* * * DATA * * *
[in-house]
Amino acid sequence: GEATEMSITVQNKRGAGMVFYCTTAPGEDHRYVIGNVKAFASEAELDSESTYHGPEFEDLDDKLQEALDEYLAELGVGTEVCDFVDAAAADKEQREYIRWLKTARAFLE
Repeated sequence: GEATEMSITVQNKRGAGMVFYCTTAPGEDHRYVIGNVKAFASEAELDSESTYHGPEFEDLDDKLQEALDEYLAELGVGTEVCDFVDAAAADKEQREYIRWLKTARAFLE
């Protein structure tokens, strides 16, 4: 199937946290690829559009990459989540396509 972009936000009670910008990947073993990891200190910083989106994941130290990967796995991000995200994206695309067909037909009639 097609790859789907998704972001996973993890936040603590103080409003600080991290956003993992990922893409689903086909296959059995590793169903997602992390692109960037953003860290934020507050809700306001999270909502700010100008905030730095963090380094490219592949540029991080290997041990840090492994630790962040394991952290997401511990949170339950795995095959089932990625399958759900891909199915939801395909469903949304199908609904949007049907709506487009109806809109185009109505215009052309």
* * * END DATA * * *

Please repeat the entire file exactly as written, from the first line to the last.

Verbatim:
[in-house]
Amino acid sequence: GEATEMSITVQNKRGAGMVFYCTTAPGEDHRYVIGNVKAFASEAELDSESTYHGPEFEDLDDKLQEALDEYLAELGVGTEVCDFVDAAAADKEQREYIRWLKTARAFLE
Repeated sequence: GEATEMSITVQNKRGAGMVFYCTTAPGEDHRYVIGNVKAFASEAELDSESTYHGPEFEDLDDKLQEALDEYLAELGVGTEVCDFVDAAAADKEQREYIRWLKTARAFLE
């Protein structure tokens, strides 16, 4: 199937946290690829559009990459989540396509 972009936000009670910008990947073993990891200190910083989106994941130290990967796995991000995200994206695309067909037909009639 097609790859789907998704972001996973993890936040603590103080409003600080991290956003993992990922893409689903086909296959059995590793169903997602992390692109960037953003860290934020507050809700306001999270909502700010100008905030730095963090380094490219592949540029991080290997041990840090492994630790962040394991952290997401511990949170339950795995095959089932990625399958759900891909199915939801395909469903949304199908609904949007049907709506487009109806809109185009109505215009052309």